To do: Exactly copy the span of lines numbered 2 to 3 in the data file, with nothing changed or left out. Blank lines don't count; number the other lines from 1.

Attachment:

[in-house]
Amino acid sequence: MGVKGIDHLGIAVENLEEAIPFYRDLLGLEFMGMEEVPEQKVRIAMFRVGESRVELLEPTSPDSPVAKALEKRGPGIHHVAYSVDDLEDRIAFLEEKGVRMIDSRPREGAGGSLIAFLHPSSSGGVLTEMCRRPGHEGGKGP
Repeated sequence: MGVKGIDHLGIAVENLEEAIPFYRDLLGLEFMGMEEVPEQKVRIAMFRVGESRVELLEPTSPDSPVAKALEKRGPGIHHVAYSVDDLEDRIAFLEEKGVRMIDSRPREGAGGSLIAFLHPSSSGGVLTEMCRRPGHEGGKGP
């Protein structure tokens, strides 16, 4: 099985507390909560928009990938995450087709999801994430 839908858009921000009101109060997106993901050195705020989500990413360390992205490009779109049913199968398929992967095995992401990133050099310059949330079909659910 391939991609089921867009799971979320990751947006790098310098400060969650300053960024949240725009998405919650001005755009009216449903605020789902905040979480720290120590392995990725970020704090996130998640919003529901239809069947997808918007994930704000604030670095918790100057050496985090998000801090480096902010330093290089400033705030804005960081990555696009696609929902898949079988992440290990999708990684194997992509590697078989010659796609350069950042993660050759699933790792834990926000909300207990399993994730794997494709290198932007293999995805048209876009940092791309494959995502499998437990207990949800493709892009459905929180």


Amino acid sequence: MGVKGIDHLGIAVENLEEAIPFYRDLLGLEFMGMEEVPEQKVRIAMFRVGESRVELLEPTSPDSPVAKALEKRGPGIHHVAYSVDDLEDRIAFLEEKGVRMIDSRPREGAGGSLIAFLHPSSSGGVLTEMCRRPGHEGGKGP
Repeated sequence: MGVKGIDHLGIAVENLEEAIPFYRDLLGLEFMGMEEVPEQKVRIAMFRVGESRVELLEPTSPDSPVAKALEKRGPGIHHVAYSVDDLEDRIAFLEEKGVRMIDSRPREGAGGSLIAFLHPSSSGGVLTEMCRRPGHEGGKGP